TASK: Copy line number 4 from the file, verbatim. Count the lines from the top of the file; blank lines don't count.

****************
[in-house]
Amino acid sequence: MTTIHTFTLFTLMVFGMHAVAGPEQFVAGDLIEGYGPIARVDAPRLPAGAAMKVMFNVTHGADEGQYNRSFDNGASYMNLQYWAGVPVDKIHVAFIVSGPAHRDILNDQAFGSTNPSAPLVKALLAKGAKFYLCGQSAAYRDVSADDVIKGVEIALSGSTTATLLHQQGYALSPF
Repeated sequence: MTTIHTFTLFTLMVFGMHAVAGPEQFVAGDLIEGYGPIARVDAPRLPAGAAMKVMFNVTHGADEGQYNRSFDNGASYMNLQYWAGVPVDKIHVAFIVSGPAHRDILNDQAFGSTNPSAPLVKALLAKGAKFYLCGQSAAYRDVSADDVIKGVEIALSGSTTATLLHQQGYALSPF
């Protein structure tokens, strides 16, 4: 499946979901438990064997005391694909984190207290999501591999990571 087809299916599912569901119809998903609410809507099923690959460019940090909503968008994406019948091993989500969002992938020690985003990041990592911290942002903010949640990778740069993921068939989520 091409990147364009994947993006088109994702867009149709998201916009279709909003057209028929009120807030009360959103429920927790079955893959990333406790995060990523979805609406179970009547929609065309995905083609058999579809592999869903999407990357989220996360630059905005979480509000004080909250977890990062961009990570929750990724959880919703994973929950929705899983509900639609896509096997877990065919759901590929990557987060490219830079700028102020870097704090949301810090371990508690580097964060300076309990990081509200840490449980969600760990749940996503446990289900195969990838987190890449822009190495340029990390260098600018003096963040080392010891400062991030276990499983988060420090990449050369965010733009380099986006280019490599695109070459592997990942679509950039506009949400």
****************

């Protein structure tokens, strides 16, 4: 499946979901438990064997005391694909984190207290999501591999990571 087809299916599912569901119809998903609410809507099923690959460019940090909503968008994406019948091993989500969002992938020690985003990041990592911290942002903010949640990778740069993921068939989520 091409990147364009994947993006088109994702867009149709998201916009279709909003057209028929009120807030009360959103429920927790079955893959990333406790995060990523979805609406179970009547929609065309995905083609058999579809592999869903999407990357989220996360630059905005979480509000004080909250977890990062961009990570929750990724959880919703994973929950929705899983509900639609896509096997877990065919759901590929990557987060490219830079700028102020870097704090949301810090371990508690580097964060300076309990990081509200840490449980969600760990749940996503446990289900195969990838987190890449822009190495340029990390260098600018003096963040080392010891400062991030276990499983988060420090990449050369965010733009380099986006280019490599695109070459592997990942679509950039506009949400």